I watched deposed biased and unprofessional CNN morning show host Carol Costello, subbing for current CNN biased and unprofessional host Soledad O’Brien, interview bumbling GOP Chair Reince Priebus yesterday in disbelief. It was the most blatant example of a network news interviewer shameless stepping into the role of a partisan defender of the President that I had since the stunning 2oo9 spectacle of CNN reporter Susan Roesgen angrily debating Tea Party rally participants on the virtues of the President’s policies and pronouncing the anti-Obama demonstration as “anti-CNN.”
I have been patiently waiting for a full video of the interview but cannot find one; the full effect of Costello’s partisan contempt can only be fully appreciated by observing her smug smirks and sarcastic tone. In the absence of the video, however, the best I can show you is the transcript, and I’m sure some of you—those who can’t detect left-leaning media bias because it just seems like the honest truth to you–will say Costello was just doing her job. All I can say to that is: you are dead wrong.
We all know that the vast, vast majority of journalists are liberals, progressives and registered Democrats, disproportionately to the political mix in the country at large. The professional, ethical journalists, and there are still some, can be tough and fair interviewers without their performance a) being guided by the desire to “win” for their side, b) making it obvious with every question where their own sentiments lie, and c) showing obvious disrespect for their guests. “Meet the Press” host Tim Russert met that standard routinely (current host David Gregory does not). Doing so takes restraint, skill, respect for the role of journalists and ethics. Costello showed none of these, and in an earlier era, where journalistic integrity had not become a casualty of ratings and competition, I have no doubt that a disgraceful performance like Costello’s would have led to a suspension or a one-way ticket to the local news in Palookaville. Now it is very close to the norm. and as the mainstream media circle the wagons to protect the candidate it helped elect in 2008, we should expect more of the same, and worse, in the coming months.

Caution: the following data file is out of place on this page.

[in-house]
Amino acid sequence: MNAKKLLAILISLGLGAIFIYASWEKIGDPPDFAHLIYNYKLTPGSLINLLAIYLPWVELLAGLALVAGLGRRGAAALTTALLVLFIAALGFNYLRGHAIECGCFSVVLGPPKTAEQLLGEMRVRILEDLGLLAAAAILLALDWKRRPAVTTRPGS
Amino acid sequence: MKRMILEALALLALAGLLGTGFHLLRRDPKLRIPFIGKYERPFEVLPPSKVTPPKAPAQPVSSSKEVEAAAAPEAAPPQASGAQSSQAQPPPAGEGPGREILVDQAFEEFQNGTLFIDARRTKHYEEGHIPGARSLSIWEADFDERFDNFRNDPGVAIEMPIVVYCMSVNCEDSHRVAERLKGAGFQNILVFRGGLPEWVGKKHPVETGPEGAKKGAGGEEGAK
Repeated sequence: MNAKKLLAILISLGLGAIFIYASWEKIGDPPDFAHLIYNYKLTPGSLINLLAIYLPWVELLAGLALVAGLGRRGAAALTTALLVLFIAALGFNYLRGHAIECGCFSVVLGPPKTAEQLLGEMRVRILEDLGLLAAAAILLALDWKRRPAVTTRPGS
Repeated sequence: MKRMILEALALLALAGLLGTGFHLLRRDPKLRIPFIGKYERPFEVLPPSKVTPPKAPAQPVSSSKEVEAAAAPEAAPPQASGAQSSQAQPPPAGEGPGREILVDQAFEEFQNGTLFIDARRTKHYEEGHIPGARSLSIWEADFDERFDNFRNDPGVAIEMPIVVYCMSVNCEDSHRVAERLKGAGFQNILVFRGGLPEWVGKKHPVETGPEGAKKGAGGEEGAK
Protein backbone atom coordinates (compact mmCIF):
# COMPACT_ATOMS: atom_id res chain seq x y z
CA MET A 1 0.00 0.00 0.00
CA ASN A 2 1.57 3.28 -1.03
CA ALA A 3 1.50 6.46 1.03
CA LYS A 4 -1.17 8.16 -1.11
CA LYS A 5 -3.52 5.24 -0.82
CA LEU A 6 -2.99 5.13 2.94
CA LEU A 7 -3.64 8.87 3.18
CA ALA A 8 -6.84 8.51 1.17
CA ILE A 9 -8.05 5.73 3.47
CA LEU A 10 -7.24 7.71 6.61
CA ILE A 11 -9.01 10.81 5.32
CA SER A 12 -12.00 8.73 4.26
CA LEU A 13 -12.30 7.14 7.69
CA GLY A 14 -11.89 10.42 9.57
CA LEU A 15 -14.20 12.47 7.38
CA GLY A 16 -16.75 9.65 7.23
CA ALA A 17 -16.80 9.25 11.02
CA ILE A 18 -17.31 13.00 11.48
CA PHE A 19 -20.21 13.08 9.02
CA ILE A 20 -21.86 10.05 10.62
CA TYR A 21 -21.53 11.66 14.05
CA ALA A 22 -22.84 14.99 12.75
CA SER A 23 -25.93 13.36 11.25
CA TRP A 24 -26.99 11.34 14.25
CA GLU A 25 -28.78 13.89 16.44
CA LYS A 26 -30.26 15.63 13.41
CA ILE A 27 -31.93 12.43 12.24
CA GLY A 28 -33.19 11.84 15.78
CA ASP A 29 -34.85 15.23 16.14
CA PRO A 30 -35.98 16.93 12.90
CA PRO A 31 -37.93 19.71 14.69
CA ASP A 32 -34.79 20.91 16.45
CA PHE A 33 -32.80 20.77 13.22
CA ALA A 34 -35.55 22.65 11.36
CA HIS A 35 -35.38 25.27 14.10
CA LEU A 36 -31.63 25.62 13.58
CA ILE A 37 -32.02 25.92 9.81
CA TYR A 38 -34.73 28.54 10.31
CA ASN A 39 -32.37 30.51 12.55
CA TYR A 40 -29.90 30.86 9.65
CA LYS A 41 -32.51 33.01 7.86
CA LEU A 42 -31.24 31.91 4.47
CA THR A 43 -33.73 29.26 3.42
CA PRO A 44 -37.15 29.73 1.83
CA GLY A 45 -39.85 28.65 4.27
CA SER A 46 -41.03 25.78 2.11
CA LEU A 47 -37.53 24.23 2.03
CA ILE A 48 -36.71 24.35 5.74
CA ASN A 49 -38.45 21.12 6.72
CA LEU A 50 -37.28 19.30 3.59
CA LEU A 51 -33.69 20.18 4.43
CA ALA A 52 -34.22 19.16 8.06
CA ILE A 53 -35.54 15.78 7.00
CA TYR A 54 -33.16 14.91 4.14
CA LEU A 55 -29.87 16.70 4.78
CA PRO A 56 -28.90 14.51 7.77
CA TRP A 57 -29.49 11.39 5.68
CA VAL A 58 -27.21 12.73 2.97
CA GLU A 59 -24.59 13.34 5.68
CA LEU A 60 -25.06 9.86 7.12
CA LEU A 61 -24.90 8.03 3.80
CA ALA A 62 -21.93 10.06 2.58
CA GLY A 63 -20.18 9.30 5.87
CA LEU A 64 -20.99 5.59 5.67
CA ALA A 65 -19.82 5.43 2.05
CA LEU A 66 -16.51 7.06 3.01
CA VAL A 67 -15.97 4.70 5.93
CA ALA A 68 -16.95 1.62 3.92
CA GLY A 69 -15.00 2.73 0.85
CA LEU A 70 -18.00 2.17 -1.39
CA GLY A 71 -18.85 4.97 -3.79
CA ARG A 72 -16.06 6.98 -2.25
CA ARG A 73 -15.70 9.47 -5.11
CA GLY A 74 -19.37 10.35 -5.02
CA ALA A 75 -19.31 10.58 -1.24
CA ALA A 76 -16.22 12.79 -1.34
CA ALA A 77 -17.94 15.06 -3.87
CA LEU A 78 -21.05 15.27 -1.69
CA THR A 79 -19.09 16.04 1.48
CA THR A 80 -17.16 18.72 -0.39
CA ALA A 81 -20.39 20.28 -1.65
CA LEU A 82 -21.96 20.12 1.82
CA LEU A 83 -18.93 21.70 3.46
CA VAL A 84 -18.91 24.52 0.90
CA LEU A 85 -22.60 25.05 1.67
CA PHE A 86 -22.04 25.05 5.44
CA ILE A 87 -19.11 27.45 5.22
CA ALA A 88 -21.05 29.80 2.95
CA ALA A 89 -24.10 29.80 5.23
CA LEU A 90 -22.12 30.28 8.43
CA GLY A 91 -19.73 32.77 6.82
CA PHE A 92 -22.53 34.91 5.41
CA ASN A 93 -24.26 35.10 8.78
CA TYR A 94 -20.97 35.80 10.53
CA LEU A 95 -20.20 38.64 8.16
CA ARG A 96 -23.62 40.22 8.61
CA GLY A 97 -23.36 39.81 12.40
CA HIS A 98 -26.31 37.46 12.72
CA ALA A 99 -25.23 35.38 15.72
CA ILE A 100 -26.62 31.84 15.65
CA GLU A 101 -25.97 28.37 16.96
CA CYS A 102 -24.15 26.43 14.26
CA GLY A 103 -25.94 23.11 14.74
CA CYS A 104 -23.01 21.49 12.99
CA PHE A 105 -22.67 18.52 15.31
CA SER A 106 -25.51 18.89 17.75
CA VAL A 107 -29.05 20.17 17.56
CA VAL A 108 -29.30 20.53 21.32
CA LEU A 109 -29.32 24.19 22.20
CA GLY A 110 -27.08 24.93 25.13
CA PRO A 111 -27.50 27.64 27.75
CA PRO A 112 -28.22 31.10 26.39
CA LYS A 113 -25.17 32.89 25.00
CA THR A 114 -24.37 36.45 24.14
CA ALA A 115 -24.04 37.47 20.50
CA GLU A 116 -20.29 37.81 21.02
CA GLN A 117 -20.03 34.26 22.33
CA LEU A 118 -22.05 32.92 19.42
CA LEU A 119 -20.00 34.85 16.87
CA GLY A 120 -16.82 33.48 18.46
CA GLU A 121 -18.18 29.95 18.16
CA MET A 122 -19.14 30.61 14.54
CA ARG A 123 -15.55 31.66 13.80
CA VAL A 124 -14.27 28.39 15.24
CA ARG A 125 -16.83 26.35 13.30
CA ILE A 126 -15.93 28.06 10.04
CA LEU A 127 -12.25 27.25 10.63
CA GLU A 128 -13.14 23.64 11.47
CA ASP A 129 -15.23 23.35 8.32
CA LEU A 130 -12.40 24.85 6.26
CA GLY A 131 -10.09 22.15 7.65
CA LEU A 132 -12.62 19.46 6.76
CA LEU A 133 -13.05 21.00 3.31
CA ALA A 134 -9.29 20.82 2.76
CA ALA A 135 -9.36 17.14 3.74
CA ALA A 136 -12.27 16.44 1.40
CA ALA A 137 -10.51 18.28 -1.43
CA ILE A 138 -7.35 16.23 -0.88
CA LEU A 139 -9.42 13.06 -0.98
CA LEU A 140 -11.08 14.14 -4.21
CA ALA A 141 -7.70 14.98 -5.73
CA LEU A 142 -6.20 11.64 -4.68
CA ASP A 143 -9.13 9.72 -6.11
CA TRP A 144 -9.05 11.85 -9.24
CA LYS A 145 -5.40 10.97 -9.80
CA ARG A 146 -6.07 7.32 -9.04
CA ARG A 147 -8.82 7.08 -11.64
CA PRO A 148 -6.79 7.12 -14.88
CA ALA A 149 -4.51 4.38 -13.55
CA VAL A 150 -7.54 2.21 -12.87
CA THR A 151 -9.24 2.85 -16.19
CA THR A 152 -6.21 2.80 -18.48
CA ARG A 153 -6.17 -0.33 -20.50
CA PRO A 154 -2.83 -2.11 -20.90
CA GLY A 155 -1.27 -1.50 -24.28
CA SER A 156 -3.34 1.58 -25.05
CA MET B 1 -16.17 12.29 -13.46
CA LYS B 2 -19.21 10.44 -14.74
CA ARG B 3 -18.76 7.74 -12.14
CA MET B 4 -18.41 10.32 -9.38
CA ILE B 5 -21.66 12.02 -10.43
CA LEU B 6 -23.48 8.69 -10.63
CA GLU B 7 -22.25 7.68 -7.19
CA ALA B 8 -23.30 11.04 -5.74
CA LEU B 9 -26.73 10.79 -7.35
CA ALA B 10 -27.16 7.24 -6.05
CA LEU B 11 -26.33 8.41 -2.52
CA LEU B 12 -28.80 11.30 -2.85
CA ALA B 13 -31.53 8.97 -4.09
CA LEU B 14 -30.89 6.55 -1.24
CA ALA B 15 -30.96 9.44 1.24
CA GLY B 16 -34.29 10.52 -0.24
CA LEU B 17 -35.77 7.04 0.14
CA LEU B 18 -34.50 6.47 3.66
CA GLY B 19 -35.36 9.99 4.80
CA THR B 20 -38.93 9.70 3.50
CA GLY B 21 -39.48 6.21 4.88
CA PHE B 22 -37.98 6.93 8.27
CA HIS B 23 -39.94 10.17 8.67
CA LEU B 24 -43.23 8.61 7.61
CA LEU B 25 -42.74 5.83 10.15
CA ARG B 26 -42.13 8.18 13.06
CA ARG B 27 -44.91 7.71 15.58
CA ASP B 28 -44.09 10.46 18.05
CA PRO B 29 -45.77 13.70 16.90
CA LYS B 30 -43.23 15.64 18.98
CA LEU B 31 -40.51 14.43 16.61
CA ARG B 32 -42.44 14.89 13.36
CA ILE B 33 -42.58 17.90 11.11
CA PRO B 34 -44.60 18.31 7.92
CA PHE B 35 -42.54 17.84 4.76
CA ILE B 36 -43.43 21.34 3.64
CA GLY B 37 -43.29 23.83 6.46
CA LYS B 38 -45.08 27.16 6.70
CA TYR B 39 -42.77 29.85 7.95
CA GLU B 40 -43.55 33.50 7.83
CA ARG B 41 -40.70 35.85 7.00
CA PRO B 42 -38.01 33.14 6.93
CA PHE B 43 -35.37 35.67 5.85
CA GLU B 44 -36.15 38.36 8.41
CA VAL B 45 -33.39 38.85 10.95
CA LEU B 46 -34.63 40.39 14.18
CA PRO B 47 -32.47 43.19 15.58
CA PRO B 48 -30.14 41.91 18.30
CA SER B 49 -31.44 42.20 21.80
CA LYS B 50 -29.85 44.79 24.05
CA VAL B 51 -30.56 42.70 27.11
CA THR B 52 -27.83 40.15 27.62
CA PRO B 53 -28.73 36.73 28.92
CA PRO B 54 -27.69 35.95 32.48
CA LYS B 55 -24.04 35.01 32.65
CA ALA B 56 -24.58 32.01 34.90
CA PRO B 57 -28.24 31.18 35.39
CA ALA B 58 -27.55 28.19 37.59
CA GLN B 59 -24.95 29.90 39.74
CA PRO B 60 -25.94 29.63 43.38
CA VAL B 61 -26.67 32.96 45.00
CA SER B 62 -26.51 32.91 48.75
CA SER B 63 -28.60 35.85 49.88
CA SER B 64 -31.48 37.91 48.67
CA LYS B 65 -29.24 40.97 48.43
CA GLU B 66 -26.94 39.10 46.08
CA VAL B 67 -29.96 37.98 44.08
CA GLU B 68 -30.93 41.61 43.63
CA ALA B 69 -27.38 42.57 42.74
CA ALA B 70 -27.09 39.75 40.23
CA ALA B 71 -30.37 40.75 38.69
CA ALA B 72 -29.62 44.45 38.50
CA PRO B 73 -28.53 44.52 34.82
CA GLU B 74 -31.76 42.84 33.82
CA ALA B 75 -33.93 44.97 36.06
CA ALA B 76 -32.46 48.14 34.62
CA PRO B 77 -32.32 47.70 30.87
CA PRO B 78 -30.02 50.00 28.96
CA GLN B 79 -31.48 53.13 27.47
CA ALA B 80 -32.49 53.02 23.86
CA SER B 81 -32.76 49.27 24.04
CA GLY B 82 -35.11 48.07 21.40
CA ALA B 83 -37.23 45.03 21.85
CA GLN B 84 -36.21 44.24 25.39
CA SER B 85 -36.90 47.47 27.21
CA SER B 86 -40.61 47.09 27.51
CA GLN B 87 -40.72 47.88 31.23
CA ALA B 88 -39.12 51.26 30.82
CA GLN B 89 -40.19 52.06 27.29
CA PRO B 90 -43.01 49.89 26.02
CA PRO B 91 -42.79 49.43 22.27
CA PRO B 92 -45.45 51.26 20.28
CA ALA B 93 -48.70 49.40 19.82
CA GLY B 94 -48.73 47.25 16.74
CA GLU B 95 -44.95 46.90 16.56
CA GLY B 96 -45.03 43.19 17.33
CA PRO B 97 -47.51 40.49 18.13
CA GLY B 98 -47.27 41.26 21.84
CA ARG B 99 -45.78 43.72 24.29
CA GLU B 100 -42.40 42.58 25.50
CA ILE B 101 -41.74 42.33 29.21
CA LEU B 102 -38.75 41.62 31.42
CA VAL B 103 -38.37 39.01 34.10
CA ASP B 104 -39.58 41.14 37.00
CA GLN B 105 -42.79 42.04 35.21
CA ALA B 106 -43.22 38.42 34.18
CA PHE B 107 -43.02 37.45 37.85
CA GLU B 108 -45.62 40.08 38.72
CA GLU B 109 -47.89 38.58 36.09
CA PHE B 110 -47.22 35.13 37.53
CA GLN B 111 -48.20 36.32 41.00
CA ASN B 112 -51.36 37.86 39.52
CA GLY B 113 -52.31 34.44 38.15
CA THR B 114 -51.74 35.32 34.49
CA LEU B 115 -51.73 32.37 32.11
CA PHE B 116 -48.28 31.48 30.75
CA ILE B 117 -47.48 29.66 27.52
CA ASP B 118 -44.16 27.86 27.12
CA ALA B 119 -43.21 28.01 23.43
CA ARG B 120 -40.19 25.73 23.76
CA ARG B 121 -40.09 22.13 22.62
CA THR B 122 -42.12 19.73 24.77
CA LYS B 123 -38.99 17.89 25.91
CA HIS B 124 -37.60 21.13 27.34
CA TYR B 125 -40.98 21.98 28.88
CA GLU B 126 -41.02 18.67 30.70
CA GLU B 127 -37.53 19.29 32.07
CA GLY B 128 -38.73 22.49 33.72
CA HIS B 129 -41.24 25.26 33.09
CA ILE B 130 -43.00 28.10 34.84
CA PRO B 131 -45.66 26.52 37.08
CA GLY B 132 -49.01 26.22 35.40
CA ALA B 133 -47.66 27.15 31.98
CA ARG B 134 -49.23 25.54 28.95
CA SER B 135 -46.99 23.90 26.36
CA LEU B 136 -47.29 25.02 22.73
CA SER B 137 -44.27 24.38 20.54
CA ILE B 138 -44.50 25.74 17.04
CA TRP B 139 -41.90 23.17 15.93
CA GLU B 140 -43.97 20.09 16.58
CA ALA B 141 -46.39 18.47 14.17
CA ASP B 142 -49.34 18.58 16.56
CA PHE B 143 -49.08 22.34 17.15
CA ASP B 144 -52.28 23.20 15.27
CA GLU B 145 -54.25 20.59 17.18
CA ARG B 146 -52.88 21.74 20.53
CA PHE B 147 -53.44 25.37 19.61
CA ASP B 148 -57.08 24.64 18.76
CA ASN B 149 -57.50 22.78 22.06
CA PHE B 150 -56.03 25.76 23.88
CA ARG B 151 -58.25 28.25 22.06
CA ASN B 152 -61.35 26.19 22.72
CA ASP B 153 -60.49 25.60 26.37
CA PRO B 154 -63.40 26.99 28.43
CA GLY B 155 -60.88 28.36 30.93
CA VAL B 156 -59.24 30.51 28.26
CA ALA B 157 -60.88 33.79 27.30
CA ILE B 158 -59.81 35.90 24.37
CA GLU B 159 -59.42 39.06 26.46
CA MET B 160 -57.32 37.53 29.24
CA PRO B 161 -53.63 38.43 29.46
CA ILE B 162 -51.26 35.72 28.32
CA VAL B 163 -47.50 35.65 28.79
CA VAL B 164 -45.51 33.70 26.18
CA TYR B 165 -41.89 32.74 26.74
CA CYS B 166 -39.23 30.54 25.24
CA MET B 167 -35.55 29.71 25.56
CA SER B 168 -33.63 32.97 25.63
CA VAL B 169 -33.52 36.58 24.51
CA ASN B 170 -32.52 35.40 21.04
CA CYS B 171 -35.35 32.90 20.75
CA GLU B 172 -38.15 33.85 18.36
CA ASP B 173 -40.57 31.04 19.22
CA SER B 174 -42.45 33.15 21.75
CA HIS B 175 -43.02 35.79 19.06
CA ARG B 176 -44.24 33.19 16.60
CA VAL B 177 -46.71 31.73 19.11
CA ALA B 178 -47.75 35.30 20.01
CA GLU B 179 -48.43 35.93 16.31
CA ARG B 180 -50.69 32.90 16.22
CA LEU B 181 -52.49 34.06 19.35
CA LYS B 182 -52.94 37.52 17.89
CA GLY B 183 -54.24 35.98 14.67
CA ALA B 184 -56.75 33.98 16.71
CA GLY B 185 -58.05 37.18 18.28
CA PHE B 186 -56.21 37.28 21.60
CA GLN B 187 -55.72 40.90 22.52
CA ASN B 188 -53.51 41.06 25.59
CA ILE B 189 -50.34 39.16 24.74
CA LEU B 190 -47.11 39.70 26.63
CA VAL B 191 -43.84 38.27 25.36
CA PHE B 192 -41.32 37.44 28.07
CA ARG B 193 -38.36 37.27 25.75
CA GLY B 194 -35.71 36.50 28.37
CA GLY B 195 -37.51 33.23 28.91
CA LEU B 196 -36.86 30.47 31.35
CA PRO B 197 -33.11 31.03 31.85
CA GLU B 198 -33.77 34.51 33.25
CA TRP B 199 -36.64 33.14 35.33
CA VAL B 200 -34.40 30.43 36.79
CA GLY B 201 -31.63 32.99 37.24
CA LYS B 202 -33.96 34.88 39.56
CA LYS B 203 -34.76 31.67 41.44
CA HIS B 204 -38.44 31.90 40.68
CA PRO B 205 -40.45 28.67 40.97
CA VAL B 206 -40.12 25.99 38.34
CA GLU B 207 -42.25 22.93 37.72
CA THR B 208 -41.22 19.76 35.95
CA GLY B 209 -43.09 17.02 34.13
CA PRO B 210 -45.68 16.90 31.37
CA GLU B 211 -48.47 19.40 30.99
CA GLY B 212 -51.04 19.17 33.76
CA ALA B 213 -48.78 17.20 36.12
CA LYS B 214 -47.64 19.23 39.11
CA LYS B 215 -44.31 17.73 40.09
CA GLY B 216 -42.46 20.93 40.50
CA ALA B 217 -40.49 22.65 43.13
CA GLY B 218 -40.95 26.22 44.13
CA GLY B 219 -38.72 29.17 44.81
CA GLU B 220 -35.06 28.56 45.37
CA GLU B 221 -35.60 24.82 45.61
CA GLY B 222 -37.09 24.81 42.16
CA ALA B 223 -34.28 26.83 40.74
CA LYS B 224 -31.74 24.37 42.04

And if you think this is fair, responsible, or healthy for democracy, you are dead wrong about that, too.
Here is yesterday’s transcript, which aired on April 5 on CNN’s Newsroom at 9:05 a.m. EDT, with some annotations by me.
MITT ROMNEY, Republican presidential candidate: President Obama’s comments to President Medvedev are deeply troubling. That incident calls his candor into serious question. He doesn’t want to share his real plans before the election, either with the public or with the press. By flexibility, he means that what the American public doesn’t know won’t hurt him. His intent is on hiding. You and I are going to have to do the seeking.
(End Video Clip)
COSTELLO: Good morning. Mr. Romney is not mincing words. Is Mr. Romney accusing the President of deliberately misleading the American people? [ COMMENT: Mitt Romney is not the first, nor the only one, to suggest that the President's open microphone goof in which he suggested to the Russian president that he would have more "flexibility" on missile defense issues after the election was both a foreign policy error and an admission of deceit. Good reporting would dictate that the issue not be framed as merely a Mitt Romney attack: it is more significant than that, no matter how one feels about it.]
COSTELLO: Well, Reince – Reince [COMMENT: Where does Costello get off calling the GOP Chairman by his first name? She does not call the Democratic Chair "Debbie."] , for Democrats and some Republicans, that’s an interesting road for Mr. Romney to travel, because he himself has been accused of saying anything to get elected. I mean here’s Newt Gingrich saying it. Listen.
NEWT GINGRICH, Republican presidential candidate: I mean some people talk about making pledges that are in stone, but the idea that a Romney pledge is on Etch-A-Sketch, this would just resonate, I think, to remind everybody in the conservative movement why they are very worried about a Romney presidency and about a Romney candidacy. And it really makes you doubt – it makes you wonder about his sincerity.